Bilqis Abdul-Qaadir was a top basketball player in high school and a star Division 1 NCAA player at the University of Memphis. And she did it all while wearing a hijab.
Since graduating three years ago, Adbul-Qaadir has been fighting for professional players to be allowed to wear hijabs so she could pursue her dreams of a pro career. FIBA, basketball’s international governing body, doesn’t allow players to wear religious headgear. That could change this week.
On Wednesday, advocacy groups Athlete Ally and Shirzanan published an open letter encouraging FIBA to lift the ban.
“So long as the ban on religious headgear remains, millions of Muslim girls and women from the around the world will be denied the access, opportunity, and experience of basketball,” the letter states. “This is discrimination but it can easily be remedied.”
FIBA currently prohibits players from wearing “equipment (objects) that may cause injury to other players,” which includes hijabs and other religious headgear. But as The Guardian points out, there isn’t a single recorded incident of a player being injured by a hijab, turban or yarmulke during a game.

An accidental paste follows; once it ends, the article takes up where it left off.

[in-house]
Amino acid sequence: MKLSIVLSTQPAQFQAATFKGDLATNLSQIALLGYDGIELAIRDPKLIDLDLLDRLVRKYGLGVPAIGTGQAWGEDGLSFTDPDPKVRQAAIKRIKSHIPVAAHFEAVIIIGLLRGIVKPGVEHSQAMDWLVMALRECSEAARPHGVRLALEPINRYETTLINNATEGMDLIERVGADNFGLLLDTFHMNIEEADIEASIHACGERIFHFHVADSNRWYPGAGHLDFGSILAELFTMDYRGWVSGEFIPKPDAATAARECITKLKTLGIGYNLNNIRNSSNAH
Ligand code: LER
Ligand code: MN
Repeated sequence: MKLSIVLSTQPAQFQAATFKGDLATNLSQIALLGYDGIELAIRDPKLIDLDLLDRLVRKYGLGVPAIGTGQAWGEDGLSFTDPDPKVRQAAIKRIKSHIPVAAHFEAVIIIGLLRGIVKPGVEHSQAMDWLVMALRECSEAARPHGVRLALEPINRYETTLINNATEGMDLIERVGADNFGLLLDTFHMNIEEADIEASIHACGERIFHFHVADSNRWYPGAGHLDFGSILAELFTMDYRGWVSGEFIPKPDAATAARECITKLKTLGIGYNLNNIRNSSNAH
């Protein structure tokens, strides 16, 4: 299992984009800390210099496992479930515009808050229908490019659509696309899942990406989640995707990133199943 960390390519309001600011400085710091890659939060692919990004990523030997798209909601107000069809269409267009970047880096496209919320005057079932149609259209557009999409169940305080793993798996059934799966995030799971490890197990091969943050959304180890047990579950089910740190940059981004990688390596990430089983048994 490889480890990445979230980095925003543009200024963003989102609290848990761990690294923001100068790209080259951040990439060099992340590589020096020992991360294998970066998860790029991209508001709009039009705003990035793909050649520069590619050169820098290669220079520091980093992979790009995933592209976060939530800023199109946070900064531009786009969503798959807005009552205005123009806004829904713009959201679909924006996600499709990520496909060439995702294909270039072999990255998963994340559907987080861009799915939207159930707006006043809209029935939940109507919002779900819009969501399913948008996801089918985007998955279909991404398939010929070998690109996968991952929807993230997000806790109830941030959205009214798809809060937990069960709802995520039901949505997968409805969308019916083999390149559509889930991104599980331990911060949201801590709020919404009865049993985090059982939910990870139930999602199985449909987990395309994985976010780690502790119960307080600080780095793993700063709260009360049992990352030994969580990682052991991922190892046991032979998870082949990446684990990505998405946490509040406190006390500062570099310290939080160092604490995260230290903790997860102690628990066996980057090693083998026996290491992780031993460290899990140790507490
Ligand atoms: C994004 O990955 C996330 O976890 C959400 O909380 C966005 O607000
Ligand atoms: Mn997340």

“One of the things that has become really important to Athlete Ally is to make sure that it’s intersectional,” Executive Director Hudson Taylor told Think Progress. “We can’t fight against one injustice without fighting against all injustices.”
Last year, mounting pressure from Muslim basketball players, as well as two U.S. congressmen, pushed FIBA to issue a response saying it would soon decide whether to keep the ban. But in September, the organization postponed the decision. It’s set to finally decide in a meeting this weekend, according to The Guardian.
More than 40 athletes and executives signed their names to Athlete Ally’s letter, including Adbul-Qaadir, former NFL players Husain and Hamza Abdullah, and tennis icon Billie Jean King.
“It means very much,” Adbul-Qaadir told Think Progress on the number of athletes pledging their support. “We’ve needed this support since day one, but better late than never.”